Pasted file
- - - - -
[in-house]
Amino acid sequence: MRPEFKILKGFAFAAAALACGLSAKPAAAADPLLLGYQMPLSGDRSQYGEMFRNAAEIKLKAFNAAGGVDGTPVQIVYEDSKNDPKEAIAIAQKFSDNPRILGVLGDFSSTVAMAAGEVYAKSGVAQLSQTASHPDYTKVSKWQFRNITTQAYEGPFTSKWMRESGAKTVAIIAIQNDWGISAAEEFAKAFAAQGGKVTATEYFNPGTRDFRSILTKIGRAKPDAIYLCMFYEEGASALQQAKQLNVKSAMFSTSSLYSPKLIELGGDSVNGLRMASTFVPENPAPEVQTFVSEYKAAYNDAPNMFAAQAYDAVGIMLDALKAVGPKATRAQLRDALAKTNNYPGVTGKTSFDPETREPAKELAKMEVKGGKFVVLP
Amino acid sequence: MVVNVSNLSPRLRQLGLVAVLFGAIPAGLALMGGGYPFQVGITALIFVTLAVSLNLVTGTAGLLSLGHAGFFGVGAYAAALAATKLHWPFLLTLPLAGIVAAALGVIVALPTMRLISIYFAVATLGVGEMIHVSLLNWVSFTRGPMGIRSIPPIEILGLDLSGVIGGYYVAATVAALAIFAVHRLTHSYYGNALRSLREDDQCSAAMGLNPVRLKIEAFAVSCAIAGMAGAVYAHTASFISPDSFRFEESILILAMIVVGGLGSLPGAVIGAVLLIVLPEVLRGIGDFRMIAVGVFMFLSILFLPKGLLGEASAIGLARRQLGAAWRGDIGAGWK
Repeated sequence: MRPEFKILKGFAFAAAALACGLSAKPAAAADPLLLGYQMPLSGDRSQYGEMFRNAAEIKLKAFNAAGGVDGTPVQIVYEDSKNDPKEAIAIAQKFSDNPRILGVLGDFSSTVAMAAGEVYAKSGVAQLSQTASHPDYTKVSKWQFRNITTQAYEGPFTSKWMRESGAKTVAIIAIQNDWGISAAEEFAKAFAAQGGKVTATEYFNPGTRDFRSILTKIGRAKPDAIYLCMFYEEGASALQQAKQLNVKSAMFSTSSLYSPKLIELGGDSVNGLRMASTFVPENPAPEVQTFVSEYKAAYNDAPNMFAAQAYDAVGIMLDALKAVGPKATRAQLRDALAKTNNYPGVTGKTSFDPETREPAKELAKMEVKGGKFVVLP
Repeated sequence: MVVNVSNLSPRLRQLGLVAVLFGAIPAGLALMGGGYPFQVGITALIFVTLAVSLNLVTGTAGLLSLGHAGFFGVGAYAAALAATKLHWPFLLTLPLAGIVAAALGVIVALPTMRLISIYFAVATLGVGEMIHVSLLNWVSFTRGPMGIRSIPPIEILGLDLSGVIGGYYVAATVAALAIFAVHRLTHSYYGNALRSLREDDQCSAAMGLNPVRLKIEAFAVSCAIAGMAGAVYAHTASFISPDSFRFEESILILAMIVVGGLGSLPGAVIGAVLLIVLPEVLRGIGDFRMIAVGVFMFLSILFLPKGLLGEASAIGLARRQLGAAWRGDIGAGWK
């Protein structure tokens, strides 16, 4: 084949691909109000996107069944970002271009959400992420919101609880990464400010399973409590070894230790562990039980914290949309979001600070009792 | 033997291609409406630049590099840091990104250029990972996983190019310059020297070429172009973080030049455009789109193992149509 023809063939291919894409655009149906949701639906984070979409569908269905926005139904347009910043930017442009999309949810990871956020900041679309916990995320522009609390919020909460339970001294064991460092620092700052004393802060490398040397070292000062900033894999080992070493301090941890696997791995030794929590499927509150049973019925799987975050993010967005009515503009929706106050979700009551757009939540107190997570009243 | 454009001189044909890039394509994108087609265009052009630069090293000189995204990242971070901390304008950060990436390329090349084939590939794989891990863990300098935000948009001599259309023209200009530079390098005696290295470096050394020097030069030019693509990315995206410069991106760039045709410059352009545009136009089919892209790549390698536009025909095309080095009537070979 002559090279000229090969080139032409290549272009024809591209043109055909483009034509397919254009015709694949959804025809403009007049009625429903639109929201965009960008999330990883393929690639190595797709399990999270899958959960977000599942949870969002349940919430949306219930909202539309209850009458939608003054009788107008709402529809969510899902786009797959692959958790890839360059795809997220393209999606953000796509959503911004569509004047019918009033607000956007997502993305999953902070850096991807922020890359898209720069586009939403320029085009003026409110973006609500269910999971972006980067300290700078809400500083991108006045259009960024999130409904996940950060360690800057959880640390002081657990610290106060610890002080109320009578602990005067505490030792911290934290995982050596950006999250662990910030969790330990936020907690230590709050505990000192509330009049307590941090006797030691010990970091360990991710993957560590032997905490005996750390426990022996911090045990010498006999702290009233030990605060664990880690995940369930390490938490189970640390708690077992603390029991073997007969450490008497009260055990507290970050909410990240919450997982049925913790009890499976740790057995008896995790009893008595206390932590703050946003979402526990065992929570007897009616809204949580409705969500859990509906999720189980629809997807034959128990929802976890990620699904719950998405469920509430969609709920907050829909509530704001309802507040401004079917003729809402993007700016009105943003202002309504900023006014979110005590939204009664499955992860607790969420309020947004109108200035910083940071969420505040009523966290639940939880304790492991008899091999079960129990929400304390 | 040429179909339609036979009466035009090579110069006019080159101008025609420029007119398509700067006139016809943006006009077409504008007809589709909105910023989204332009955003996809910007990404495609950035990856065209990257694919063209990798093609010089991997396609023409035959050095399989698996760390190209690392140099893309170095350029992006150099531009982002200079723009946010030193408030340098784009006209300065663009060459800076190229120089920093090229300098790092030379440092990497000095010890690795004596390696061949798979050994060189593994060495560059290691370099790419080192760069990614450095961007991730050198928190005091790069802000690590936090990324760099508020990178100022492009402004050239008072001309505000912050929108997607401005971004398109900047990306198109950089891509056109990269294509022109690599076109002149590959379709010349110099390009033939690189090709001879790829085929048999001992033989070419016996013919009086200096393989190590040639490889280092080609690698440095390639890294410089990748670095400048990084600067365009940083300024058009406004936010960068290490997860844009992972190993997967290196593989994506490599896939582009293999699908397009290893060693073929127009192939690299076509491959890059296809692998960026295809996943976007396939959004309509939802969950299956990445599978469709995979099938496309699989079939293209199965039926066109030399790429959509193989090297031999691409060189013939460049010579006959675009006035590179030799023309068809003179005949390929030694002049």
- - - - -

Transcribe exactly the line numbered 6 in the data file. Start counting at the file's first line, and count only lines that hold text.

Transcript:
């Protein structure tokens, strides 16, 4: 084949691909109000996107069944970002271009959400992420919101609880990464400010399973409590070894230790562990039980914290949309979001600070009792 | 033997291609409406630049590099840091990104250029990972996983190019310059020297070429172009973080030049455009789109193992149509 023809063939291919894409655009149906949701639906984070979409569908269905926005139904347009910043930017442009999309949810990871956020900041679309916990995320522009609390919020909460339970001294064991460092620092700052004393802060490398040397070292000062900033894999080992070493301090941890696997791995030794929590499927509150049973019925799987975050993010967005009515503009929706106050979700009551757009939540107190997570009243 | 454009001189044909890039394509994108087609265009052009630069090293000189995204990242971070901390304008950060990436390329090349084939590939794989891990863990300098935000948009001599259309023209200009530079390098005696290295470096050394020097030069030019693509990315995206410069991106760039045709410059352009545009136009089919892209790549390698536009025909095309080095009537070979 002559090279000229090969080139032409290549272009024809591209043109055909483009034509397919254009015709694949959804025809403009007049009625429903639109929201965009960008999330990883393929690639190595797709399990999270899958959960977000599942949870969002349940919430949306219930909202539309209850009458939608003054009788107008709402529809969510899902786009797959692959958790890839360059795809997220393209999606953000796509959503911004569509004047019918009033607000956007997502993305999953902070850096991807922020890359898209720069586009939403320029085009003026409110973006609500269910999971972006980067300290700078809400500083991108006045259009960024999130409904996940950060360690800057959880640390002081657990610290106060610890002080109320009578602990005067505490030792911290934290995982050596950006999250662990910030969790330990936020907690230590709050505990000192509330009049307590941090006797030691010990970091360990991710993957560590032997905490005996750390426990022996911090045990010498006999702290009233030990605060664990880690995940369930390490938490189970640390708690077992603390029991073997007969450490008497009260055990507290970050909410990240919450997982049925913790009890499976740790057995008896995790009893008595206390932590703050946003979402526990065992929570007897009616809204949580409705969500859990509906999720189980629809997807034959128990929802976890990620699904719950998405469920509430969609709920907050829909509530704001309802507040401004079917003729809402993007700016009105943003202002309504900023006014979110005590939204009664499955992860607790969420309020947004109108200035910083940071969420505040009523966290639940939880304790492991008899091999079960129990929400304390 | 040429179909339609036979009466035009090579110069006019080159101008025609420029007119398509700067006139016809943006006009077409504008007809589709909105910023989204332009955003996809910007990404495609950035990856065209990257694919063209990798093609010089991997396609023409035959050095399989698996760390190209690392140099893309170095350029992006150099531009982002200079723009946010030193408030340098784009006209300065663009060459800076190229120089920093090229300098790092030379440092990497000095010890690795004596390696061949798979050994060189593994060495560059290691370099790419080192760069990614450095961007991730050198928190005091790069802000690590936090990324760099508020990178100022492009402004050239008072001309505000912050929108997607401005971004398109900047990306198109950089891509056109990269294509022109690599076109002149590959379709010349110099390009033939690189090709001879790829085929048999001992033989070419016996013919009086200096393989190590040639490889280092080609690698440095390639890294410089990748670095400048990084600067365009940083300024058009406004936010960068290490997860844009992972190993997967290196593989994506490599896939582009293999699908397009290893060693073929127009192939690299076509491959890059296809692998960026295809996943976007396939959004309509939802969950299956990445599978469709995979099938496309699989079939293209199965039926066109030399790429959509193989090297031999691409060189013939460049010579006959675009006035590179030799023309068809003179005949390929030694002049």